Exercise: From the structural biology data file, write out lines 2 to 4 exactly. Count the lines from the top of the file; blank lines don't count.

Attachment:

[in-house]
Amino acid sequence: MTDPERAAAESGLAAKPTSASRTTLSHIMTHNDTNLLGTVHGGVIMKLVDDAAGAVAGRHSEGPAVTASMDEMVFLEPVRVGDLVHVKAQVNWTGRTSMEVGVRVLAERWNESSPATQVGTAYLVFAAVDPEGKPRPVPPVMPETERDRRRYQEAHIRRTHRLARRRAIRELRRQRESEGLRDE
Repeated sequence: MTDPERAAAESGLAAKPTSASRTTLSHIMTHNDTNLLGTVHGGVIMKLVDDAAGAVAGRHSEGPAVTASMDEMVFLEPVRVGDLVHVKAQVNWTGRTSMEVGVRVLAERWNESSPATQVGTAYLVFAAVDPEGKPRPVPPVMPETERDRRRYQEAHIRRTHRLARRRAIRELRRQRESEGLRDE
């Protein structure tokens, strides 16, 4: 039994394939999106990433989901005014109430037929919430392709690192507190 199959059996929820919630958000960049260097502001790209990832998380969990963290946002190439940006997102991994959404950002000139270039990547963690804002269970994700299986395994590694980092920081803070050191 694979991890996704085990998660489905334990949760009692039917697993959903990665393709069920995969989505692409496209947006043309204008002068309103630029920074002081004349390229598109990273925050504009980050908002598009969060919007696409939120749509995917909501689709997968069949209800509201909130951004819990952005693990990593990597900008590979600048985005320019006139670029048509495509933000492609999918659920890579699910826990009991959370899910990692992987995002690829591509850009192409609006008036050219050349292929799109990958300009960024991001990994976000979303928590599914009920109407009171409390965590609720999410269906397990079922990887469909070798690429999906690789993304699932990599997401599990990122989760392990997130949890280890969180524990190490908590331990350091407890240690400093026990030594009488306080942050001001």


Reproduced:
Amino acid sequence: MTDPERAAAESGLAAKPTSASRTTLSHIMTHNDTNLLGTVHGGVIMKLVDDAAGAVAGRHSEGPAVTASMDEMVFLEPVRVGDLVHVKAQVNWTGRTSMEVGVRVLAERWNESSPATQVGTAYLVFAAVDPEGKPRPVPPVMPETERDRRRYQEAHIRRTHRLARRRAIRELRRQRESEGLRDE
Repeated sequence: MTDPERAAAESGLAAKPTSASRTTLSHIMTHNDTNLLGTVHGGVIMKLVDDAAGAVAGRHSEGPAVTASMDEMVFLEPVRVGDLVHVKAQVNWTGRTSMEVGVRVLAERWNESSPATQVGTAYLVFAAVDPEGKPRPVPPVMPETERDRRRYQEAHIRRTHRLARRRAIRELRRQRESEGLRDE
């Protein structure tokens, strides 16, 4: 039994394939999106990433989901005014109430037929919430392709690192507190 199959059996929820919630958000960049260097502001790209990832998380969990963290946002190439940006997102991994959404950002000139270039990547963690804002269970994700299986395994590694980092920081803070050191 694979991890996704085990998660489905334990949760009692039917697993959903990665393709069920995969989505692409496209947006043309204008002068309103630029920074002081004349390229598109990273925050504009980050908002598009969060919007696409939120749509995917909501689709997968069949209800509201909130951004819990952005693990990593990597900008590979600048985005320019006139670029048509495509933000492609999918659920890579699910826990009991959370899910990692992987995002690829591509850009192409609006008036050219050349292929799109990958300009960024991001990994976000979303928590599914009920109407009171409390965590609720999410269906397990079922990887469909070798690429999906690789993304699932990599997401599990990122989760392990997130949890280890969180524990190490908590331990350091407890240690400093026990030594009488306080942050001001």